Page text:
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Living Culture

Porcupine quillwork is an art form completely unique to North America. Before the introduction of glass beads, quillwork was a major decorative element used by the peoples who resided in the porcupine's natural habitat,[1] which included indigenous peoples of the SubarcticNortheastern Woodlands, and Northern Plains. The use of quills in designs spans from Maine to Alaska.[2]Quillworking tools were discovered in Alberta, Canada and date back to the 6th century CE

-https://www.revolvy.com/page/Quillwork

This art form is very much alive today and will continue to be taught, honored and preserved. Just like oral stories, the langauge, spoken in words, art, dance or song, are carried on through practice and sharing.

Tatanka Zi creates art infusing cultural arts, carrying on his mothers teachings and her mothers and on and on..

 

Delores Yellow Bull [Blue Legs} “Waluta Win”, a Lakota Quill Work Artisan, carried on the traditional art in her work and in sharing the art with her children and others. Delores was also a Wildland Fire Fighter, Organic Gardener, and loved horses. She was in a documentary video, “Quill Work” a lost Lakota Art. She was a Fancy Shawl Dancer and she had strong love and commitment to her family, and the Lakota People. Through her commitment for Lakota Spirituality, this was her foundation and her compassion. She would help with energy through the winter months; she always wanted to bring her family together. She was encouraging to the young to finish what they started.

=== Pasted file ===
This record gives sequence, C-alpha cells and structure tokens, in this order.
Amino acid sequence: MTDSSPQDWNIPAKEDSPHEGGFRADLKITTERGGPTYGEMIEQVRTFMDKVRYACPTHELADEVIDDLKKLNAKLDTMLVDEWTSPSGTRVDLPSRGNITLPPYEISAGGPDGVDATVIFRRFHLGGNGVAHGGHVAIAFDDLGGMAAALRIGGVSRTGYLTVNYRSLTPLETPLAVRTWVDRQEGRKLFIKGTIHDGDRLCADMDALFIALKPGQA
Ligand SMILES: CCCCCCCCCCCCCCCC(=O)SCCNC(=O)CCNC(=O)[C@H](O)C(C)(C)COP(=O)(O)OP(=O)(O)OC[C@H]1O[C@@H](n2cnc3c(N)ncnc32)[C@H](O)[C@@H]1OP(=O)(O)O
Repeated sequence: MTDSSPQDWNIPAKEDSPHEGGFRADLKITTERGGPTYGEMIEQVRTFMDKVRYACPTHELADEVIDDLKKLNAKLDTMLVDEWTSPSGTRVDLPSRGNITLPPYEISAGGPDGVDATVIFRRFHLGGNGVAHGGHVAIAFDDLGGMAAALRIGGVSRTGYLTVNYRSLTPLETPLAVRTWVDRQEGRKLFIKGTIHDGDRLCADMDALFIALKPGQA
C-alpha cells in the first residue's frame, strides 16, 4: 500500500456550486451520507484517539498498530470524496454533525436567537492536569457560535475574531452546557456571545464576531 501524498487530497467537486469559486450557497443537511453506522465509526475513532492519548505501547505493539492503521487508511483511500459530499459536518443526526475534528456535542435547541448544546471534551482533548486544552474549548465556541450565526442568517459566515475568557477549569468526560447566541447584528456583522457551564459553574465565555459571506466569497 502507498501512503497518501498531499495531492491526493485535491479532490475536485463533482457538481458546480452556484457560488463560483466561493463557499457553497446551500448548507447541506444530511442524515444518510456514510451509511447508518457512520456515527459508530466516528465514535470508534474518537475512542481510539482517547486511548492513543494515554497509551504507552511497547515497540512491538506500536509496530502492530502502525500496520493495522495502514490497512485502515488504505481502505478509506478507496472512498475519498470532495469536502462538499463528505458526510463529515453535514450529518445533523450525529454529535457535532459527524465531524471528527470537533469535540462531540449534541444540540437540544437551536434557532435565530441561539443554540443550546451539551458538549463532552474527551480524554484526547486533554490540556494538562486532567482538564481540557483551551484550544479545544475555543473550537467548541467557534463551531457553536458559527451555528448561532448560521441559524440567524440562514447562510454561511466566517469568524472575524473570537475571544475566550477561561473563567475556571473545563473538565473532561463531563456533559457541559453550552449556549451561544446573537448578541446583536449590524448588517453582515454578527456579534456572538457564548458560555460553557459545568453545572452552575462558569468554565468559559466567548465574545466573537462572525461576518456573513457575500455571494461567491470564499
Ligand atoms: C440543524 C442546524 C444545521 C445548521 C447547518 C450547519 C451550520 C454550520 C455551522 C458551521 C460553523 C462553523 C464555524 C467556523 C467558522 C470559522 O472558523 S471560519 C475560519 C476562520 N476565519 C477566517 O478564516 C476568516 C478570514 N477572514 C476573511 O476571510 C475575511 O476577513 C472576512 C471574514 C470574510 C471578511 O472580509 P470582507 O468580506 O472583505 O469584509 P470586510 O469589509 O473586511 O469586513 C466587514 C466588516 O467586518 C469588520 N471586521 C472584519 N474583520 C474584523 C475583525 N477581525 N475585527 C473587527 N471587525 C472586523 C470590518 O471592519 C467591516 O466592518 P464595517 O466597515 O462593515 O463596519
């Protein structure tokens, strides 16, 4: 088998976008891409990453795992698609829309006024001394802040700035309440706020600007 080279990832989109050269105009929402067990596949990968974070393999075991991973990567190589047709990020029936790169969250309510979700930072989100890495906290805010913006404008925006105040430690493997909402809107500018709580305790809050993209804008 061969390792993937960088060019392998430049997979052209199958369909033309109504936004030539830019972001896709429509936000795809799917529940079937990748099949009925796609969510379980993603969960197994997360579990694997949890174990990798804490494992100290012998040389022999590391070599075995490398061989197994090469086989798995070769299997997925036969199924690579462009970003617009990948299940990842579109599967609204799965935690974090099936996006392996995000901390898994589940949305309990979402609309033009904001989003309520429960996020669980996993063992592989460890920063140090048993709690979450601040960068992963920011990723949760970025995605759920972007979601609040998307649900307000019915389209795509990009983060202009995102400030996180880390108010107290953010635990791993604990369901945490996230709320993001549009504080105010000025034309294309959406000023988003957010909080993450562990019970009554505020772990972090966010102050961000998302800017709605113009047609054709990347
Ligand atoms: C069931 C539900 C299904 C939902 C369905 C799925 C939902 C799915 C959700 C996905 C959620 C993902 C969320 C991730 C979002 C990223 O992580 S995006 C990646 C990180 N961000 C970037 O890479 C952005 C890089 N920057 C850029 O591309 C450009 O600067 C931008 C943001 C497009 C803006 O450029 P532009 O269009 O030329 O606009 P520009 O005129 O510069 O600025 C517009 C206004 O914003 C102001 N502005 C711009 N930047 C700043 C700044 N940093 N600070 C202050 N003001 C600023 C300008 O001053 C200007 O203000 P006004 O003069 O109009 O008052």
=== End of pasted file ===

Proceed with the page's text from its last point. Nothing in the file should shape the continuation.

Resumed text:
Delores shared her love of Quill Work with her children. Her son Wendell “Peji” Yellow Bull creates his own unique pieces using traditional quilling techniques with metals and repurposed leather. From start to finish, each quill is dyed in the traditonal process and weaved by hand.

We carry on the culture of Lakota Quill Work through creating art and sharing the teachings with the youth.

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